Nov. 29, 2018
Haskayne team's solution to pension underfunding crisis is a winner
Undergrad finance team goes head-to-head with grad students who specialize in pension investing, at McGill case competition
Ninety teams from around the world submitted papers for the McGill International Portfolio Challenge, which is in its second year. The challenge was to solve a pension underfunding issue for a defined benefit pension plan offered to public servants, covering teachers and local government employees. Teams are given the case to work on in advance, and many of the groups were graduate students who specialize in pension investing, while Haskayne’s team are undergraduate finance students who have not had specialized training in this area of investing and it was their first time out to this competition.
Coach Tom Holloway was impressed when they were selected to be one of the 25 finalist schools. He was elated when they secured first place, beating out teams from Cornell University, New York; ESADE Barcelona; and Yale University, Connecticut.
- Photo above: Team SH Consulting won top prize in the McGill International Portfolio Challenge. Holding certificates, from left: Alim Suleman, Daria Emami, Wyatt Phillips and Rafael Sliva. The team was coached by Tom Holloway and Rene Wells. Photo courtesy McGill International Portfolio Challenge
“This competition has actually spurred a real interest in the pension fund industry,” says Wyatt Phillips, one of the four members who made up the winning team, SH Consulting. “This pursuit is fuelled by my eagerness to utilize my education in finance to help better the public good.”
Pension investing has a very real impact, ensuring financial support for people as they age. To inspire students to consider the field, Heather Munroe-Blum, chairperson of the board of directors at the CPP Investment Board delivered a keynote speech at the event encouraging collaboration to “develop solutions to the looming pension crisis.”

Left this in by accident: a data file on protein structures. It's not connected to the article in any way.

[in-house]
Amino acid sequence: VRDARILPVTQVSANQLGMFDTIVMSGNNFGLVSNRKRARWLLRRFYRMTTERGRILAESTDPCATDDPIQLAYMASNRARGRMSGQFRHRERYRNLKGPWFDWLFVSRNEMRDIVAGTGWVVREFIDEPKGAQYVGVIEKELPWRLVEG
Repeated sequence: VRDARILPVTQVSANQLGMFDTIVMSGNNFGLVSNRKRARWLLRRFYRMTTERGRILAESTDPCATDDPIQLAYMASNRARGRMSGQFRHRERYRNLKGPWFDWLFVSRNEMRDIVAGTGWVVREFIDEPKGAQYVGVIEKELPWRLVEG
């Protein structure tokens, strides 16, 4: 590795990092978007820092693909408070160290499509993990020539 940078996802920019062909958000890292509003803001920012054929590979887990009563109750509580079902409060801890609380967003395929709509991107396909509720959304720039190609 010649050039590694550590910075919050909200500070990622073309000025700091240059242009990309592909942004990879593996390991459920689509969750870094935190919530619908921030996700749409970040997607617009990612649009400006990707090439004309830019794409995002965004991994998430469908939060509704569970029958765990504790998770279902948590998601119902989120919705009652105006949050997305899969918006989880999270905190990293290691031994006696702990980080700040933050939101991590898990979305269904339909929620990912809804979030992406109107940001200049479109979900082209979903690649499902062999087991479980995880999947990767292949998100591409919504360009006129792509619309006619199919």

Multifaceted solution delivers the prize and priceless experience
The Haskayne students proposed a solution that incorporated portfolio recommendations, changing contribution rates, decreasing benefits and transitioning from a defined benefit plan to a stacked hybrid plan.
“The judges seemed to like our solution as we didn't only focus on the quantitative analysis, we tried to consider what impact our recommendations would have on each stakeholder, and tried to minimize the negative impacts on all stakeholders,” says team member Alim Suleman of the final presentation that delivered the $25,000 prize.
“Our group quickly identified that we would be competing against graduate students who were quantitatively strong in fields such as financial engineering. Because of this, we decided to take a qualitative, holistic approach,” says Daria Emami, a team member who is in the final year of her Bachelor of Commerce degree at Haskayne. “We succeeded in this method because the four of us had differing yet complimentary skill sets through different professional and extracurricular experiences in the past.”
Haskayne has a rich history spanning over 40 years of participating in business case competitions. Complementing classroom learning, cases are a way to hone students’ abilities to assess a situation, analyze the factors affecting the issue, collaborate creatively on a solution and present persuasively.
“I chose to take on this competition because I knew that this would be a great way to apply the skills I had been taught in the classroom,” says Rafael Silva, the fourth member of the SH Consulting team. “Not only that, but I deeply enjoyed working with my team. No matter how busy we all were, we still tackled the competition with our 100 per cent.”
Check #Haskaynecompetes on social media and you will see news of students travelling around the world and providing a new perspective to business issues. For some, they are sharing their first time taking on the challenge of working on a team. For others, they are sharing news of other wins.
First prize was recently awarded to the Haskayne team of Rachel Hughes, Tanay Ibey, Alison Ngo and Sydney Eyre at the Ted Rogers Ethical Leadership Competition.
Haskayne always has the Inter-Collegiate Business Competition (ICBC) hosted each year by the Smith School of Business at Queen’s University on the calendar. This year, six out of seven of the Haskayne teams vying for a place in the finals have made it. Keep your eye to #Haskaynecompetes to see how they will perform, with results being announced Jan. 19, 2019.